Classes have not even officially begun at Ohio State University but the officials have temporarily placed 228 students on suspension for not adhering to coronavirus guidelines.
Classes at Ohio State in Columbus, one of the largest universities in the country with almost 70,000 students, started Tuesday. But some students have already run afoul of the rules put in place to counter the ongoing pandemic.
CNN reports that Vice President of Student Life Melissa Shivers, sent a note to students last week about their behavior since moving back to campus on Aug.12.
Students were instructed to wear masks, restrict gatherings to 10 people or less, and maintain social distancing to prevent the spread of COVID-19 but those requirements were not adhered to.
“Perhaps knowing about the action we are taking will influence your decisions and prompt you to encourage others to take this situation seriously,” Shivers wrote in a recent letter. “And remember that this is all about more than the individual. We have one shot at this — responding to what so many of you asked for: an on-campus semester at Ohio State.”
Shivers warned that students could lose funding and recognition for their organizations if guidelines continue to be flouted. OSU has directed the Office of Student Life to report any student in violation of the mandate, according to a school spokesperson.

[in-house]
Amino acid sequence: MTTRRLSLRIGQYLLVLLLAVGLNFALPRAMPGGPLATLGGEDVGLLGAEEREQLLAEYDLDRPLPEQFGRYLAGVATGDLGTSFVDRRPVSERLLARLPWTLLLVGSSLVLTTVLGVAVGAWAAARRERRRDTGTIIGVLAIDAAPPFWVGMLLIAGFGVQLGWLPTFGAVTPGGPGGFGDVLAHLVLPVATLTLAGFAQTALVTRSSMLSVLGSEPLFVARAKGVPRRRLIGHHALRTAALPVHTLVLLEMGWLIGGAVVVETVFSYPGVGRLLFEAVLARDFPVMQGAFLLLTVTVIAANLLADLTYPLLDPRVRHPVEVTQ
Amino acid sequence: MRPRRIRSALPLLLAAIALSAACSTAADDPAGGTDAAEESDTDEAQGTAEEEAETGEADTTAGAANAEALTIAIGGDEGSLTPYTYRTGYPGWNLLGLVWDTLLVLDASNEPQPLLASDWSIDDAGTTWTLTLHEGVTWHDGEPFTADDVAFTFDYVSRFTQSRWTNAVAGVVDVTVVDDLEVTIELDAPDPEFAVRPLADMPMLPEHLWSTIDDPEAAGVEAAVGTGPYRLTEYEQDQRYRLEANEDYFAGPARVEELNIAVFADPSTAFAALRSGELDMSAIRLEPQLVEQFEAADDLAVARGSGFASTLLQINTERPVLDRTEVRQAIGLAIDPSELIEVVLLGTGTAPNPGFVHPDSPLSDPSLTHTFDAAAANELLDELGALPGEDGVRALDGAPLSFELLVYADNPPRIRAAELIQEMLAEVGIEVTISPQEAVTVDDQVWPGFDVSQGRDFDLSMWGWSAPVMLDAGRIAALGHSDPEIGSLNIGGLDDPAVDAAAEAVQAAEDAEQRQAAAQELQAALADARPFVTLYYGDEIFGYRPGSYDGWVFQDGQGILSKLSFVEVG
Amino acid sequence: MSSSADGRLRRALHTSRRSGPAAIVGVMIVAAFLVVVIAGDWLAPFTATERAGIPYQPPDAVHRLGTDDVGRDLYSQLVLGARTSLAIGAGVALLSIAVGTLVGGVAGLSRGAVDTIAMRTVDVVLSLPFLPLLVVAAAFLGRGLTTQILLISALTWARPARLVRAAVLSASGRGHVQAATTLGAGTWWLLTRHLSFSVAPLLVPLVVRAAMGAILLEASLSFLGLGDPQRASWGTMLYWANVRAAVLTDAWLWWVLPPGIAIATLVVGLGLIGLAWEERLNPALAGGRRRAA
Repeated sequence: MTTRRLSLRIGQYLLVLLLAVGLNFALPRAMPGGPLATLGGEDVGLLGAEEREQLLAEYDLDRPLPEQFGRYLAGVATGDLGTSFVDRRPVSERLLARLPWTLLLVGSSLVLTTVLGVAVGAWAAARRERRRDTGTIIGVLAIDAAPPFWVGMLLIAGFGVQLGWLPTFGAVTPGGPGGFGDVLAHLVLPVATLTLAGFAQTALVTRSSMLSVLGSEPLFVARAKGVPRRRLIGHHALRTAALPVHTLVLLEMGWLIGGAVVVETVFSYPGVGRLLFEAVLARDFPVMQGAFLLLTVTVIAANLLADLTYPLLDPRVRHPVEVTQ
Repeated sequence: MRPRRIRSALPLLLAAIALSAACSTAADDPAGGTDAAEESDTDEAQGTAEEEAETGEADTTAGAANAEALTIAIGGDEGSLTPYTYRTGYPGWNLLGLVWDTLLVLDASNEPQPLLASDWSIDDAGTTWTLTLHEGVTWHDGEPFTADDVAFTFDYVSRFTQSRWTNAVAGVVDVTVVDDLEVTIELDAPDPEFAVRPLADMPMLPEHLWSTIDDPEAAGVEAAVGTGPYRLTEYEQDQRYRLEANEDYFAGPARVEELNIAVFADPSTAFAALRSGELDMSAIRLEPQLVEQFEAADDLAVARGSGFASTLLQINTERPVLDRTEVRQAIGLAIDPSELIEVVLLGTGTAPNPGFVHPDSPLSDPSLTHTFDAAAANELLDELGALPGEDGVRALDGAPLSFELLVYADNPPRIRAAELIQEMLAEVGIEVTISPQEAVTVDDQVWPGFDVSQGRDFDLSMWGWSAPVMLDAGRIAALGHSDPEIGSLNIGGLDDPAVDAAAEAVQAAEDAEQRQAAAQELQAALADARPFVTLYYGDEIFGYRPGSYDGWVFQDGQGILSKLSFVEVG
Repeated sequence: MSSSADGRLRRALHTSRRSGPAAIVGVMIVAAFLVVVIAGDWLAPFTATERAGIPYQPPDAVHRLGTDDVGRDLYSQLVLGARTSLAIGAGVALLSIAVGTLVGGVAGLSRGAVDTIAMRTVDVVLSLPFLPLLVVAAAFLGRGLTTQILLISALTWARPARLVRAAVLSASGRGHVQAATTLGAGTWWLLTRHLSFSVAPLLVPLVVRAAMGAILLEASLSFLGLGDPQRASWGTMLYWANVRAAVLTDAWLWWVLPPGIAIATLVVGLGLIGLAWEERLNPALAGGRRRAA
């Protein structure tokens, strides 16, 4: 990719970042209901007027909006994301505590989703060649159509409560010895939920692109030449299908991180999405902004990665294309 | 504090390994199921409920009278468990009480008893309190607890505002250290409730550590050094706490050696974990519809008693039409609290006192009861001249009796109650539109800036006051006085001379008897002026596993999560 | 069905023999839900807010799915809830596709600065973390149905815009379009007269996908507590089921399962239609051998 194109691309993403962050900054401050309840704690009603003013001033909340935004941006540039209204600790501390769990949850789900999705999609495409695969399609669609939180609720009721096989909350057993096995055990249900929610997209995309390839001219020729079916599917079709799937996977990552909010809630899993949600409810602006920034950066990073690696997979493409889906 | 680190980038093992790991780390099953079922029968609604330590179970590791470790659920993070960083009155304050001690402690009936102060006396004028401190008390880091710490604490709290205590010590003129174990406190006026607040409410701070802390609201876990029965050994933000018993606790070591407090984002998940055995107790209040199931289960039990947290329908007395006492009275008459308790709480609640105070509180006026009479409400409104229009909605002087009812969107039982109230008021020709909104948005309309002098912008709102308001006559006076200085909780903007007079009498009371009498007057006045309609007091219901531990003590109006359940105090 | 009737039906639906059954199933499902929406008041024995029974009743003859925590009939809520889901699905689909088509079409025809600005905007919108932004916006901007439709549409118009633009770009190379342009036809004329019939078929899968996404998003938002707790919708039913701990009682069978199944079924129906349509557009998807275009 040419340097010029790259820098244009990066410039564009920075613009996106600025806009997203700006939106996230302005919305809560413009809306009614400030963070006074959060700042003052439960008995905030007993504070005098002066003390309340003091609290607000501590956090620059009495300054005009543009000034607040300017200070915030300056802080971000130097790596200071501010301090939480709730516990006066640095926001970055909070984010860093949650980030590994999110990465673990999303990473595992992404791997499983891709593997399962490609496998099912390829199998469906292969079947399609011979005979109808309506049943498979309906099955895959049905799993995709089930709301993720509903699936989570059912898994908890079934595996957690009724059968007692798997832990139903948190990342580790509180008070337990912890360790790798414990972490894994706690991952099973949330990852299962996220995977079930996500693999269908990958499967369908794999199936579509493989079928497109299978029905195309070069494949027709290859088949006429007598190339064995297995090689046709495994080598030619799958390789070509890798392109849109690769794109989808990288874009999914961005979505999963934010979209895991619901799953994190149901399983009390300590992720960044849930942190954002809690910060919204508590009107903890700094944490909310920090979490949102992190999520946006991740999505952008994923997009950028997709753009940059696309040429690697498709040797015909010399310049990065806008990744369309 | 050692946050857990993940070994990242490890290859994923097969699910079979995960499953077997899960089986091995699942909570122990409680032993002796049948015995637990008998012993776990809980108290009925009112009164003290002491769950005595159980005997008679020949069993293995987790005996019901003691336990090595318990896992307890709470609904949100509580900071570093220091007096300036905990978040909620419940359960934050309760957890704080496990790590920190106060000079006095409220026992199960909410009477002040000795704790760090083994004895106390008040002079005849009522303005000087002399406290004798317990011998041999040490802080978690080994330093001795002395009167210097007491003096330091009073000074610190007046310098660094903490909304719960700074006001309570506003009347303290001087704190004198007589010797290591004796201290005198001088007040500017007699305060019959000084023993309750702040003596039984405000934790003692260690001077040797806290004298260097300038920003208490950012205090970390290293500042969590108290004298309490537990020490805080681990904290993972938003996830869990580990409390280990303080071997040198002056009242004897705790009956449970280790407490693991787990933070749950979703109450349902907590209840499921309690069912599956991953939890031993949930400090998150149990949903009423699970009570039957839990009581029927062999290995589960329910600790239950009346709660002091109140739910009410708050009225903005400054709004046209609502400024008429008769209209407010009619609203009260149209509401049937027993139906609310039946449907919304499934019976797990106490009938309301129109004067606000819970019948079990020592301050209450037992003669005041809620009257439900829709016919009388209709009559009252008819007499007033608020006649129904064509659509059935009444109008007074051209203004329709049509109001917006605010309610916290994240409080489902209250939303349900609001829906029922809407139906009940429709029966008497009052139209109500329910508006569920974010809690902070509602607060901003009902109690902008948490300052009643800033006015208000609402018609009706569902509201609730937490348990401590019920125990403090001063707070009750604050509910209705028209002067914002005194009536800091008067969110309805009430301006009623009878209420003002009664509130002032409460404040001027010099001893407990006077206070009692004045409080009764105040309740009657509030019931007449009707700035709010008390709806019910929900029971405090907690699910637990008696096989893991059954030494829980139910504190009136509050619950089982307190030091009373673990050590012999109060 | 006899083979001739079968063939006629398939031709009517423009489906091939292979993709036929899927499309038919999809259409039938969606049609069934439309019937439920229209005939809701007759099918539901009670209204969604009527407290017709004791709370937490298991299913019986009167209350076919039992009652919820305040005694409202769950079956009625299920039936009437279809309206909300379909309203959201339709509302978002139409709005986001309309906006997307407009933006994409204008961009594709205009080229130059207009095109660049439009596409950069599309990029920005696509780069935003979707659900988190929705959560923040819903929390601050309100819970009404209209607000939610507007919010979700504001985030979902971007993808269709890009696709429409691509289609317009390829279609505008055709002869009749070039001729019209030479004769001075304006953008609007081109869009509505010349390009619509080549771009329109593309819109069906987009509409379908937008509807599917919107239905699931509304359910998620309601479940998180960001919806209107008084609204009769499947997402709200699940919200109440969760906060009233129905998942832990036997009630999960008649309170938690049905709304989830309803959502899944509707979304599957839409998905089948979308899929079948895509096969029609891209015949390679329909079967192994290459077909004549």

The disciplinary actions are to prevent outbreaks that have taken place at other schools that are also reopening for in-person education amid the novel coronavirus. President Donald Trump has made his preference for student’s return to campus clear, but many schools have been struggling to contain the virus once they are on-site.
As TheGrio reported, more than a thousand students were quarantined in Georgia last week due to COVID-19. The Cherokee County School District serves more than 42,000 but had to shut down a high school due to no mandate for mask-wearing and other safety measures.
“My personal fear is that I’m going to die before my career is over, that this tiny virus is what’s going to take me out, and not old age or some horrific accident,” said science teacher Olivia Vacid. “I don’t understand the county’s refusal to mandate masking for students.”
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